The ABCs of Crowdfunding

New call-to-action

By Asiff Hussein

Crowdfunding basically refers to the practice of funding a project by raising small amounts of money from a large pool of people. This is mostly done via the internet though its antiquity goes back to much earlier times.

History of crowdfunding

One of the earliest examples of crowdfunding comes from the times of Prophet Muhammad (Peace be Upon Him) himself. Therefore it has clear Islamic precedents which also goes well with the Islamic concept of the welfare state. In fact, it was used for the manumission of a very prominent companion of the Prophet (PBUH), Salman al-Farisi, this erstwhile Persian slave entered into a contract of freedom with his master in return for three hundred palm trees which he had to plant for him. 

The Prophet (PBUH) told his companions: “Help your brother.” And they rushed to provide him with the palm trees, each according to what he had until they had collected three hundred trees for him when the Prophet (PBUH) came and planted them with his own hand. One may suppose that throughout history, there have been many such instances of crowdfunding in the Muslim world.

Although the concept has been known from at least medieval times, the word crowdfunding itself seems to be a recent development. According to, the earliest recorded use of the word dates back to August 2006. The most phenomenal use of it in modern times was perhaps the brilliant presidential election campaign of Barack Obama, a campaign that changed the course of American politics. 

The Internet-based campaign introduced the concept of each person contributing a small amount of just US$1 per person to fund it. Not only did it allow Obama to collect enormous sums of funds for his campaign, but one may suppose it to some extent freed US politics of the influence of wealthy, powerful donors and various lobbies and interest groups.

How crowdfunding works

The ABCs of Crowdfunding

Crowdfunding shows promise today more than ever before to fund worthy causes, ventures or projects. Modern technological developments have made this not only possible but a very simple process. By harnessing the power and reach of the internet through dedicated websites and platforms, companies can engage crowds to fund ideas, noble causes and even environmental projects wherever they may be based.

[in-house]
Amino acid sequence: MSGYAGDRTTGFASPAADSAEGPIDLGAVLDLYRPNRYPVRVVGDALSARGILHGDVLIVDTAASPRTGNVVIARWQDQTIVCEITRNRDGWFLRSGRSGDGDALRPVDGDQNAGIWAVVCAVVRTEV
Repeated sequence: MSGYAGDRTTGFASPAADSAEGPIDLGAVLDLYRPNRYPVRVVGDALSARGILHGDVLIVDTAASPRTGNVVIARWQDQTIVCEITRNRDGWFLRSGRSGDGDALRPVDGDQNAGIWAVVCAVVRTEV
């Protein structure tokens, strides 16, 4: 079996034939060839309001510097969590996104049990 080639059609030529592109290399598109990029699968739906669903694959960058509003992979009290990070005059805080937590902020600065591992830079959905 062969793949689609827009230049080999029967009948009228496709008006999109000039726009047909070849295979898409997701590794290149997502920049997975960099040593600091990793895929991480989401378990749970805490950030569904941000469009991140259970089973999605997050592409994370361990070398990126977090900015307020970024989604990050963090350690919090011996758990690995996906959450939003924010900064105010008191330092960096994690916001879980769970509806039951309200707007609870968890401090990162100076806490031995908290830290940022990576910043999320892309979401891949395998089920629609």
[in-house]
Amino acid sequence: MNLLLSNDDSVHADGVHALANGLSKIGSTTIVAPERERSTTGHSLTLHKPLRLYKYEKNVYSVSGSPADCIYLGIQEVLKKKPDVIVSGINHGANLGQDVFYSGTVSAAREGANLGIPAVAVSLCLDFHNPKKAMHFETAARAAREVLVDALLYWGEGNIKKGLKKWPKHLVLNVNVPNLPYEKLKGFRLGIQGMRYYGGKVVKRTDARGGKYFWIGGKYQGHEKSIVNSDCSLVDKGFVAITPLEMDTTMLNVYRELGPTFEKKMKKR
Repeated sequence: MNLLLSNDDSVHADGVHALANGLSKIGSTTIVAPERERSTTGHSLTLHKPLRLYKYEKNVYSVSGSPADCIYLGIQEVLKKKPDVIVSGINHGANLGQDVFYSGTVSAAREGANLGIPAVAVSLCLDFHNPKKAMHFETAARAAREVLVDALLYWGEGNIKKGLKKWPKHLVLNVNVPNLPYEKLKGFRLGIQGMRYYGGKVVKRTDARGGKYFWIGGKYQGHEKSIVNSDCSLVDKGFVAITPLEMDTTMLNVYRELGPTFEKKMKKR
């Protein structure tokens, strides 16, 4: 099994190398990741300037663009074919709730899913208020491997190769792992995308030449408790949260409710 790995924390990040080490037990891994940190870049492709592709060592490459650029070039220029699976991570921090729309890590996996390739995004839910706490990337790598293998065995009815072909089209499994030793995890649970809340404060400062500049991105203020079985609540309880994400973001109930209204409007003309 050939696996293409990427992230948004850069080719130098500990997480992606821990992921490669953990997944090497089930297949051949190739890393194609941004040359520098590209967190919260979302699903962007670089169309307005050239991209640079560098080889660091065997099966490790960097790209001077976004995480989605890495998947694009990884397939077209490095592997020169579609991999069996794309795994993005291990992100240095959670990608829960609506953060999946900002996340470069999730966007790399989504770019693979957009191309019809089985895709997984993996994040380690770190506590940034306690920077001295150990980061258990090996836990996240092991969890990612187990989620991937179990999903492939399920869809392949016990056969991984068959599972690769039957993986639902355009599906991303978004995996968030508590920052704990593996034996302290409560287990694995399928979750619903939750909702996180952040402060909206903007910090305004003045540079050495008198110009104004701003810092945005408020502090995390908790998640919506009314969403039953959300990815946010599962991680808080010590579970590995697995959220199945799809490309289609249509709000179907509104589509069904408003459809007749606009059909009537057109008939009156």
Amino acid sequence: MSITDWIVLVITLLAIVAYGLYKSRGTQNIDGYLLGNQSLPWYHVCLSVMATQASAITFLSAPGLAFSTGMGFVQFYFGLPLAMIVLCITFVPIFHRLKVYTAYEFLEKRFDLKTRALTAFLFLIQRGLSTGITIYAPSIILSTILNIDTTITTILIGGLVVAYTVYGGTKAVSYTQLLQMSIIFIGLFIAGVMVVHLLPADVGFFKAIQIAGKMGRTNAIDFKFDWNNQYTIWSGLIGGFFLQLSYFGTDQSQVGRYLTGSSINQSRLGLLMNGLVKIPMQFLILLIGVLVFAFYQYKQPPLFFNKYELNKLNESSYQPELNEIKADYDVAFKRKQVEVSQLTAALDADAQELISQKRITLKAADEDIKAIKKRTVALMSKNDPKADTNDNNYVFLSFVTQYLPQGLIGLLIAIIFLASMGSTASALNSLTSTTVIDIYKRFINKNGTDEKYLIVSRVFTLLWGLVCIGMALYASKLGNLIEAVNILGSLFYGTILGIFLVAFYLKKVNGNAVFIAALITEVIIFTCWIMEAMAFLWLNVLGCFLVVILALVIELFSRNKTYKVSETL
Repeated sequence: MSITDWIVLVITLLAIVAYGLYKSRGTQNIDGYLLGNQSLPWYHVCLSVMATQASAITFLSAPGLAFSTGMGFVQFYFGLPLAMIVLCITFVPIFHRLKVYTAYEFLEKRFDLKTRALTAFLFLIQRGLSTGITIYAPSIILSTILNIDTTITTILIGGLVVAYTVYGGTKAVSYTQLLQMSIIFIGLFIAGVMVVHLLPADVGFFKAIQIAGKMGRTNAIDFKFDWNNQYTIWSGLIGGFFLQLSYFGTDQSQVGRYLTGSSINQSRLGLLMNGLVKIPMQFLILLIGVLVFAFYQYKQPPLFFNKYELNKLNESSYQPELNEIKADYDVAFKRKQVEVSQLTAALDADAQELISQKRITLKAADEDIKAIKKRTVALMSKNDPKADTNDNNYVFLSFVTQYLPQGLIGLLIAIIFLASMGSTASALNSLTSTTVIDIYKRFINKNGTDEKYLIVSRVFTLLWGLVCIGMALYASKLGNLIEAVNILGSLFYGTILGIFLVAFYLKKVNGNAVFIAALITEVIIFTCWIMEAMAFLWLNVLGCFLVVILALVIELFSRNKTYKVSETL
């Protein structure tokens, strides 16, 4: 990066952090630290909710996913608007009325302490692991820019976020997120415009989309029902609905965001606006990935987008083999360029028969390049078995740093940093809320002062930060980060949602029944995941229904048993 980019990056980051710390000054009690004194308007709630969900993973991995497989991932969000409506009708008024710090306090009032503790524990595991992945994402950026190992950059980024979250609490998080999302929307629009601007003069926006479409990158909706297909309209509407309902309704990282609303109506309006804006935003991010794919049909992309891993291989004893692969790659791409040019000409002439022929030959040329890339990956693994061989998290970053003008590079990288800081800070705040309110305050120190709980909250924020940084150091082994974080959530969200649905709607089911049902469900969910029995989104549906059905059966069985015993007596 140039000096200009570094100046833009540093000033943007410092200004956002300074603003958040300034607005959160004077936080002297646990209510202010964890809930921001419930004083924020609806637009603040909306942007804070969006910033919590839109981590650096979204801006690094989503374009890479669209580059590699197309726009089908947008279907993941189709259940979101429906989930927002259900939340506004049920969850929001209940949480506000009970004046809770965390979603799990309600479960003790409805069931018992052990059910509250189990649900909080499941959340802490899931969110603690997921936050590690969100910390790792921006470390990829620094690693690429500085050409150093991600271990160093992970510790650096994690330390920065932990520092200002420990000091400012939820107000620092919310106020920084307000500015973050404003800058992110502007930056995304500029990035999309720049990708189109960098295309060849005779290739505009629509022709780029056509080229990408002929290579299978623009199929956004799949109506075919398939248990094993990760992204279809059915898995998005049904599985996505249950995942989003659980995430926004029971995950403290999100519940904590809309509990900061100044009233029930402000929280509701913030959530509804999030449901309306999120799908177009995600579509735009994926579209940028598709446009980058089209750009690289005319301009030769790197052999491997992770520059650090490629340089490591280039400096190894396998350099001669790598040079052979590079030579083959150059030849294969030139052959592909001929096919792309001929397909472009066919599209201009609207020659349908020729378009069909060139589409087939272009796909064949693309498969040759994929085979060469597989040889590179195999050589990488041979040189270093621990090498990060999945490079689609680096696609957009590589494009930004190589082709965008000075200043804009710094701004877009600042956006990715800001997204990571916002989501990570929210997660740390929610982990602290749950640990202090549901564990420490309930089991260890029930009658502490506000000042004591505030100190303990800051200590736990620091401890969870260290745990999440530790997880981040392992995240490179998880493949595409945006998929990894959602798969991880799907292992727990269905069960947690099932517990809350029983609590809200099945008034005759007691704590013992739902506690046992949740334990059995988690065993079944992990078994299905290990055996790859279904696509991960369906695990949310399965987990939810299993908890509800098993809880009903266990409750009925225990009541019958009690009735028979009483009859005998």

This gets small funders psychologically engaged with projects on a more personal level, identifying with a particular cause and giving them a sense of satisfaction that they have been to some extent instrumental in the success of a venture or project, especially one that gives social benefit such as a medical invention or peace-building program. This in turn gives them a sense of worth, belonging and anticipation. It also frees causes and companies of the influence of lobbyists and big investors. As importantly it allows startup companies to raise funds without giving up control to venture capital investors.

Most importantly however is the fact that it overcomes the strictures and red tape of banks that make obtaining funds such a tedious, often fruitless endeavour, for a small start-up or business seeking to expand. Banks still very much remain a rich man’s club, facilitating the rich to get richer and widening the gap between rich and poor. Thus crowdfunding is being increasingly resorted to by a wide range of start-ups including those seeking venture capital in a seamless yet transparent manner.

In fact, the World Bank has published a report titled “Crowdfunding’s Potential for the Developing World” and looks upon crowdfunding in a very positive light. It states that “While crowdfunding is still largely a developed world phenomenon, with the support of governments and development organisations it could become a useful tool in the developing world as well. Substantial reservoirs of entrepreneurial talent, activity, and capital lay dormant in many emerging economies” adding “Crowdfunding and crowdfund investing have several important roles to play in the developing world’s entrepreneurial and venture finance ecosystem.”